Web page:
On a bright, bitter cold late winter day in an otherwise quiet, upscale suburban mall, the all-things-Barbie pop up shop is a beacon of unrelenting cheer. Like the eternally green plastic grass in front, it promises something better than real: a wall-to-wall Barbie world of infinite pink possibility.
For the last several months The Cube, as this cubic building hosting the pop up is known, has been ground zero for Amazon's latest foray into bricks'n'mortar (or glass'n'steel) retail: partnerships with major brands to open temporary stores. It's a very clever play on all kinds of levels. As once mighty department stores fade away, and the branded specialty departments they hosted fade along with them, Amazon has taken up the slack. These free-standing, themed stores have high mall visibility, essentially functioning as 3D billboards that likely more than pay for themselves, or at least don't cost very much. They are also brilliantly camouflaged, targeted data collection centers.
The "everything store" is fast becoming the everywhere store. What started with physical bookstores and expanded into grocery business with the takeover of Whole Foods (and now talk of starting a brand new chain from scratch), has expanded with a chain of "cashierless" convenience stores. There could be as many as 3,000 "Amazon Go" locations by 2021. The bits and atoms of commerce are merging at an astonishing rate, with e-tail and retail becoming one, big catch-all "tail."
It is a genius move, with diabolical implications. As a pioneer of online commerce, Amazon played a key role in creating the ongoing "retail apocalypse" that has seen the bankruptcy of countless companies operating thousands stores in hundreds of malls across the country. It is now a retail renter's market with beleaguered mall owners more than happy to offer month-to-month leases. Even more retail space can be had for the haggling on the ground floors of sparkly new luxury high-rises quickly sprouting up in the trendy neighborhoods of every major city.
Not much has been written about the "Amazon Presents" pop up partnerships yet. The one in my local mall near Chicago turns out to have been the first. There are now four such stores and it is probably a safe bet the number will grow considerably over the next couple of years.
While the Amazon Barbie store is not nearly as sleek and polished as the Apple store only steps away, it provides a similar brand immersion experience. Yet as wall-to-wall pink as it may be, a sales associate cheerfully informs me the well-stocked shelves represent a mere 10% of all the Barbie merchandise available on the Amazon website. If you don't see what you want in the store, they are there to help you buy it online. In the meantime, every store sale is filed away in the vast Amazon database to be combined with other data about the shopper, fodder for future up-selling and side-selling ("If you liked that, then you'll probably like this!"). Barbie 4ever! And ever...
A sales associate snaps cell phone pictures of teenagers happily posing in a Barbie-branded cardboard photo booth. "Don't forget to post to Instagram! #Barbie60xAmazon," he tells them. (It's Barbie's 60th anniversary.) That is exactly what they want to do. This isn't just a serendipitous promotion cherry atop a promotion sundae, but also a rich, new data stream: Who is posting? Who is liking the post? Who is sharing the post? With advances in facial recognition technology and affective computing, which makes it possible to identify and characterize expressions, data could also be mined on how people feel about their purchases. Whether or not Amazon or any other company are collecting these kinds of data now, the point is they could. And since data are digitally immortal, they could always be gathered later.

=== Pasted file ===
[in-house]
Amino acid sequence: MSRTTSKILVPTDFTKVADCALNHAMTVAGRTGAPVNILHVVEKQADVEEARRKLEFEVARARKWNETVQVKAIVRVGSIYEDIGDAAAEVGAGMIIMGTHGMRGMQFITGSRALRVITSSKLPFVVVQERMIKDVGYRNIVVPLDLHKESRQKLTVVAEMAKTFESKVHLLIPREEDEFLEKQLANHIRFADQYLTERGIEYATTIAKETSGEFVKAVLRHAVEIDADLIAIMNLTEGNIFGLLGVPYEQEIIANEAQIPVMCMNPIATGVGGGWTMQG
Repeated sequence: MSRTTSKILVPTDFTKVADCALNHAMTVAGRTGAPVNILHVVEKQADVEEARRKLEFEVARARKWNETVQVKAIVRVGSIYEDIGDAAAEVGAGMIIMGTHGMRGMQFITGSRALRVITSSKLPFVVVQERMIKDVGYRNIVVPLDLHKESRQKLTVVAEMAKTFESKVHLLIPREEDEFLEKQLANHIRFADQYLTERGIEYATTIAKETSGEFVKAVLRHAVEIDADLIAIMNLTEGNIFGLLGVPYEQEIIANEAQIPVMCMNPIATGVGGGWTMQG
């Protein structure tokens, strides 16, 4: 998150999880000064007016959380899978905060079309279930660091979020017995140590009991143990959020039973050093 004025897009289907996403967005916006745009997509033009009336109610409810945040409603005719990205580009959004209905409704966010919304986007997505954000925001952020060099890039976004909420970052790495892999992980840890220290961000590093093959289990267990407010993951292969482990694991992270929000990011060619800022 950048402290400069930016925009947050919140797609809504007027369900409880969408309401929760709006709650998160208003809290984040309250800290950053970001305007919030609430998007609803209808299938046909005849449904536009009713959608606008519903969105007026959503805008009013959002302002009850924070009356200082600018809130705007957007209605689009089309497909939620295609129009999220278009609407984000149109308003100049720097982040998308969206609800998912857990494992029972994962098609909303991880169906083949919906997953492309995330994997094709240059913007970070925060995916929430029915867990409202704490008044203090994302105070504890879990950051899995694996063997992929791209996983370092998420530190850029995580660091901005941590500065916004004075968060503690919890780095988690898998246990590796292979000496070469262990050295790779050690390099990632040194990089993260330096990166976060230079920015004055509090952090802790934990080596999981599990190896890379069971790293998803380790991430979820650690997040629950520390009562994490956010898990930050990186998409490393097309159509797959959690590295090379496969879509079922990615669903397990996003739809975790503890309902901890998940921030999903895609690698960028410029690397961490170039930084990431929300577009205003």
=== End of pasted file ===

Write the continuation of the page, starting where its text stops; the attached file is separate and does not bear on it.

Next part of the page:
No question, the Barbie store is a hit. In a mall otherwise sluggish in post-Holiday torpor, it is the only place giving the Apple store a run for its money. In one aisle a father does his best to get his precocious pride-and-joy interested in Medical Doctor Barbie, but she's having none of it. Rock Star Barbie is oodles more fun. Really, how exactly do you play Medical Doctor Barbie anyhow? Meanwhile, a young boy is fascinated by the plastic Barbie dollhouse in the window, while those teenage girls are giggling all over the store. A toddler not yet three bursts into tears, overwhelmed by the sheer, wonderful, too-much of it all. Sales are made. Social media channels stoked. Data collected. A good time is had by all.
A few months ago The Cube was an Amazon Under Armour store. Soon Barbie will pack up her dollhouse and make way for the next brand to move in. Perhaps there will be an "Amazon Presents Pop Up Tour," with top brands making the rounds of Amazon shops in malls across the country. Think of all that data!
Shoshana Zuboff, a Harvard Business School professor emerita, is certainly thinking about it. Her new book on what she calls Surveillance Capitalism deftly explains how the promise of a distributed digital commons morphed into an AI-turbocharged monster controlled by a handful companies, and analyzes the implications of the commoditization of personal data.
Twenty years ago Google Search was a shiny new thing. Google — with its minimalist, ad-free website, candy-color logo and refreshingly reassuring code of conduct that specified, "Don't be evil" (removed in 2018) — embodied the future in all the best ways. For the first time in history anyone, anywhere (provided they had an internet connection) could learn about anything just by typing in a few keywords. The world was now everyone's oyster, the universe at everyone's fingertips. It was delightful, almost magical. Google made the world bigger (Look at how much you can know!) and smaller (We are all connected!).